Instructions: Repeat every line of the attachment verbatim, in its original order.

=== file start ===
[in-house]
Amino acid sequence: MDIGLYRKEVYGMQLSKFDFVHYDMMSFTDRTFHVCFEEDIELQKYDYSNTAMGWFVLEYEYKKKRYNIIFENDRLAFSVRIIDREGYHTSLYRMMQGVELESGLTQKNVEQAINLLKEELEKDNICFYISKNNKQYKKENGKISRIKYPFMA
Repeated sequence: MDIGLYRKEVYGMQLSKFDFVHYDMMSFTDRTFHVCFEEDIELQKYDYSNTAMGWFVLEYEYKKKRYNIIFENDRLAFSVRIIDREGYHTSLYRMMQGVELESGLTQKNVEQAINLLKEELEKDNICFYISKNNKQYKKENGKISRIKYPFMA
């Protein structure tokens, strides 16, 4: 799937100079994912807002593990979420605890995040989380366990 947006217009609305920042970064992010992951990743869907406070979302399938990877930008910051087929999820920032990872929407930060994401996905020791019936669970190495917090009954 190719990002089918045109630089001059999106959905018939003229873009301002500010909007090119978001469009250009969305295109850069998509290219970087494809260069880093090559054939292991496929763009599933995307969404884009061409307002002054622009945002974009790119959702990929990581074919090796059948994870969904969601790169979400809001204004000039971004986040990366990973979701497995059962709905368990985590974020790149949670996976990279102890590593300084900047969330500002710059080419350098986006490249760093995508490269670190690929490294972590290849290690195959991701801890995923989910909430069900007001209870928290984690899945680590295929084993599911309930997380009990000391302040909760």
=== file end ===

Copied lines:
[in-house]
Amino acid sequence: MDIGLYRKEVYGMQLSKFDFVHYDMMSFTDRTFHVCFEEDIELQKYDYSNTAMGWFVLEYEYKKKRYNIIFENDRLAFSVRIIDREGYHTSLYRMMQGVELESGLTQKNVEQAINLLKEELEKDNICFYISKNNKQYKKENGKISRIKYPFMA
Repeated sequence: MDIGLYRKEVYGMQLSKFDFVHYDMMSFTDRTFHVCFEEDIELQKYDYSNTAMGWFVLEYEYKKKRYNIIFENDRLAFSVRIIDREGYHTSLYRMMQGVELESGLTQKNVEQAINLLKEELEKDNICFYISKNNKQYKKENGKISRIKYPFMA
């Protein structure tokens, strides 16, 4: 799937100079994912807002593990979420605890995040989380366990 947006217009609305920042970064992010992951990743869907406070979302399938990877930008910051087929999820920032990872929407930060994401996905020791019936669970190495917090009954 190719990002089918045109630089001059999106959905018939003229873009301002500010909007090119978001469009250009969305295109850069998509290219970087494809260069880093090559054939292991496929763009599933995307969404884009061409307002002054622009945002974009790119959702990929990581074919090796059948994870969904969601790169979400809001204004000039971004986040990366990973979701497995059962709905368990985590974020790149949670996976990279102890590593300084900047969330500002710059080419350098986006490249760093995508490269670190690929490294972590290849290690195959991701801890995923989910909430069900007001209870928290984690899945680590295929084993599911309930997380009990000391302040909760």